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Girl, interrupted [electronic resource] / Susanna Kaysen.

By: Kaysen, Susanna, 1948-.
Material type: materialTypeLabelBookPublisher: New York : Vintage Books, 1994Edition: 1st Vintage Books ed.Description: 1 online resource.ISBN: 9780804151115 (electronic bk.); 0804151113 (electronic bk.); 1299637949 (electronic bk.); 9781299637948 (electronic bk.).Subject(s): Kaysen, Susanna, 1948- -- Mental health | Psychiatric hospital patients -- Massachusetts -- Biography | Mental illness -- Biography | Mentally ill -- Commitment and detention -- Massachusetts | Teenagers -- Mental health -- Biography | Teenagers with mental disabilities -- Rehabilitation -- Personal narratives | Mentally ill women -- Personal narrativesGenre/Form: Electronic books. | Electronic books.Additional physical formats: No titleDDC classification: 616.89/0092 | B Online resources: Click here to access title or place hold Summary: In 1967, after a session with a psychiatrist she'd never seen before, eighteen-year-old Susanna Kaysen was put in a taxi and sent to McLean Hospital. She spent most of the next two years on the ward for teenage girls in a psychiatric hospital as renowned for its famous clientele--Sylvia Plath, Robert Lowell, James Taylor, and Ray Charles--as for its progressive methods of treating those who could afford its sanctuary. Kaysen's memoir encompasses horror and razor-edged perception while providing vivid portraits of her fellow patients and their keepers. It is a brilliant evocation of a "parallel universe" set within the kaleidoscopically shifting landscape of the late sixties. Girl, Interrupted is a clear-sighted, unflinching document that gives lasting and specific dimension to our definitions of sane and insane, mental illness and recovery.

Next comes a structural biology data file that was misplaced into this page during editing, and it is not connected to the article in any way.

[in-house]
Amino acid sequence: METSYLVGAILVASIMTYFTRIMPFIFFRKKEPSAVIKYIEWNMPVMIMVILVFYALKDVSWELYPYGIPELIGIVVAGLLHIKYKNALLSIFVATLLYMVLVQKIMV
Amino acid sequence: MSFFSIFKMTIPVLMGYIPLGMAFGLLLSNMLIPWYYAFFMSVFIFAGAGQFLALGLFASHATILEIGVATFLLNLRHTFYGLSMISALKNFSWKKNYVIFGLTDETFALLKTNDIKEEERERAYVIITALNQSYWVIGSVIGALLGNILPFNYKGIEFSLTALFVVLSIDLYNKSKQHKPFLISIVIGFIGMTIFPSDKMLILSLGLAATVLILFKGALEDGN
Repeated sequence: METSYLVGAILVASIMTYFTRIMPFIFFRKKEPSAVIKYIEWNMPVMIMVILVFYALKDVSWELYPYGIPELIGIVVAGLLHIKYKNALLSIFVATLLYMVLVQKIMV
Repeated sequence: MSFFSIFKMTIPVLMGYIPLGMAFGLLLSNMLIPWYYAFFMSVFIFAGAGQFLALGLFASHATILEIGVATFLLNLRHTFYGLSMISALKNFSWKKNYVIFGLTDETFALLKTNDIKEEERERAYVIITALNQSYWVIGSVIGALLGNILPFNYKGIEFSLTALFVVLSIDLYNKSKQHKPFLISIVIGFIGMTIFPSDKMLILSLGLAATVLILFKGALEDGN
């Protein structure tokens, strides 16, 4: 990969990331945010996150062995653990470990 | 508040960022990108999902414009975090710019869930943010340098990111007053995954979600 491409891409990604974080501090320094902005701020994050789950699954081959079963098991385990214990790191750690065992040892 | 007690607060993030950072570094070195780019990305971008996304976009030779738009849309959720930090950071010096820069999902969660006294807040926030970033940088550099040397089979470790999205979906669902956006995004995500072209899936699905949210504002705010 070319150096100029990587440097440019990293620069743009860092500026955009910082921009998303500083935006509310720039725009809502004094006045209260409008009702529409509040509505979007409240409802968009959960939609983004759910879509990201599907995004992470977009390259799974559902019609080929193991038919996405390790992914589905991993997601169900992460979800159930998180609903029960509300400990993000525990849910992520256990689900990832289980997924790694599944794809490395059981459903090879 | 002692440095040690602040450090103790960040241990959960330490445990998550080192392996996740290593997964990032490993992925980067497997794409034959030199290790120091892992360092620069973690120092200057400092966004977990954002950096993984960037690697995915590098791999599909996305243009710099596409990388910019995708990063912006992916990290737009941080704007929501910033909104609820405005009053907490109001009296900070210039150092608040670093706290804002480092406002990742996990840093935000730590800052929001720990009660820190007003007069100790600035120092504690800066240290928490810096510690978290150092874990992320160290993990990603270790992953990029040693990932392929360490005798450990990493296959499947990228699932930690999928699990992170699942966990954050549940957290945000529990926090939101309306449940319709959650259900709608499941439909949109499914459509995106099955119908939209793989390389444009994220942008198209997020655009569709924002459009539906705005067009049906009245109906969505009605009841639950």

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Originally published: New York : Turtle Bay Books, 1993.

In 1967, after a session with a psychiatrist she'd never seen before, eighteen-year-old Susanna Kaysen was put in a taxi and sent to McLean Hospital. She spent most of the next two years on the ward for teenage girls in a psychiatric hospital as renowned for its famous clientele--Sylvia Plath, Robert Lowell, James Taylor, and Ray Charles--as for its progressive methods of treating those who could afford its sanctuary. Kaysen's memoir encompasses horror and razor-edged perception while providing vivid portraits of her fellow patients and their keepers. It is a brilliant evocation of a "parallel universe" set within the kaleidoscopically shifting landscape of the late sixties. Girl, Interrupted is a clear-sighted, unflinching document that gives lasting and specific dimension to our definitions of sane and insane, mental illness and recovery.

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Girl, interrupted / by Kaysen, Susanna,

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